Hereford Public Library
Royal Commission on Historical Monuments: Herefordshire, Volume 1: H 936.244
Transcript of Original Publication
Greyhound Inn: architecture, construction and history
Up to 1700
(12). The Greyhound Inn, on the W. side of the road, 350 yards S.E. of (10), is in part timber-framed. The S. end of the building appears to have been a small timber-framed cottage of 16th-century date to which a larger stone-built house was added early in the 17th century. The earlier building has been encased in stone on three of the sides. On the E. front the original timber-framing (Plate 21) appears in the projecting upper storey. It has heavy studs with sloping struts in between, forming a herring-bone pattern. In the lower storey is a central doorway with an old frame and, flanking it, small windows of two lights with a smaller diamond-shaped mullion in each light. In the ground floor of the later building is a window of four lights with an oak frame. Inside the building some of the timber-framing is exposed. In the southern wing is a central roof-truss of double collar-beam type filled in with square framing to form a partition. In the northern wing is a blocked original doorway with the soffit of the lintel cut in triangular form with an ogee apex. In the N. room is a wide, open fireplace with a chamfered lintel.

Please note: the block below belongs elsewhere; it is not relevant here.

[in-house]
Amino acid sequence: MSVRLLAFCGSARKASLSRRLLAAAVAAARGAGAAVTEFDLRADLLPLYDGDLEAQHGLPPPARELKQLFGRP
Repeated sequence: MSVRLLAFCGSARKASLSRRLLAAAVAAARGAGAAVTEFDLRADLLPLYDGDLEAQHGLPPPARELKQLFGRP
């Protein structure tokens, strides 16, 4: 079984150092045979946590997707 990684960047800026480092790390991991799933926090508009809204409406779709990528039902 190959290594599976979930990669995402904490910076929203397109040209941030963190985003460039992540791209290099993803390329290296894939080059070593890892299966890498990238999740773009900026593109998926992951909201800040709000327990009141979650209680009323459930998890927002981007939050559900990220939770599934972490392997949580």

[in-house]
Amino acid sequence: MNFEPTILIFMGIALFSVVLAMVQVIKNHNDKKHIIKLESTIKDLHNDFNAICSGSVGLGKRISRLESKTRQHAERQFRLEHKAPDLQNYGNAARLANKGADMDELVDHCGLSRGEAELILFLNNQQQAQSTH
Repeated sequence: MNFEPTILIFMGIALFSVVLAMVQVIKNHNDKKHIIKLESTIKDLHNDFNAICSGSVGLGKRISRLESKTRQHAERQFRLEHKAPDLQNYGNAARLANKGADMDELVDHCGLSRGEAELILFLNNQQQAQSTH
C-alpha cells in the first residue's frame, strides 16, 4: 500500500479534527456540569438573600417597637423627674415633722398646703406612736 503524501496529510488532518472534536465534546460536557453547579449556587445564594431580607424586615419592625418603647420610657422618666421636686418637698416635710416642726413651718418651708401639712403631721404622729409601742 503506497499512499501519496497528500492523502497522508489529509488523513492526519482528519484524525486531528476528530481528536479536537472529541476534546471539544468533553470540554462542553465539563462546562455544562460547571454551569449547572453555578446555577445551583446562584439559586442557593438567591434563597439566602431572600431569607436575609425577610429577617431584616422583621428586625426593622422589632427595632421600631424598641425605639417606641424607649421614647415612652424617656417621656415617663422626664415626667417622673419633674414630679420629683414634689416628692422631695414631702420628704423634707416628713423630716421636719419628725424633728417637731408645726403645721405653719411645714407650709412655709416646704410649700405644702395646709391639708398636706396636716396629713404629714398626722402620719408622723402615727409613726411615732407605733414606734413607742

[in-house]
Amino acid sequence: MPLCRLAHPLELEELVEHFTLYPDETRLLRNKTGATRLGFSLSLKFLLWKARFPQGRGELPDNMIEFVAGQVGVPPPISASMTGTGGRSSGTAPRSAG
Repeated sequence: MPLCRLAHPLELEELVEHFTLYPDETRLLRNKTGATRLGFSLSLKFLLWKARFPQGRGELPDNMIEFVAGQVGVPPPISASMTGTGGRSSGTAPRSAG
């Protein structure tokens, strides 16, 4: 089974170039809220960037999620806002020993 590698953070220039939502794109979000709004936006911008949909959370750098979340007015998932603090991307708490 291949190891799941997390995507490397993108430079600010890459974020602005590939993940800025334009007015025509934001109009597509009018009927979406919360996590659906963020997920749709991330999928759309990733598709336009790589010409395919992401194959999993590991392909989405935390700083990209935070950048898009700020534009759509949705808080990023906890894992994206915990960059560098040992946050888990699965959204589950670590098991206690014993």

Condition—Good, except in the smaller building which is now used as an outbuilding.
Description documented c 1930 by the Royal Commission on Historical Monuments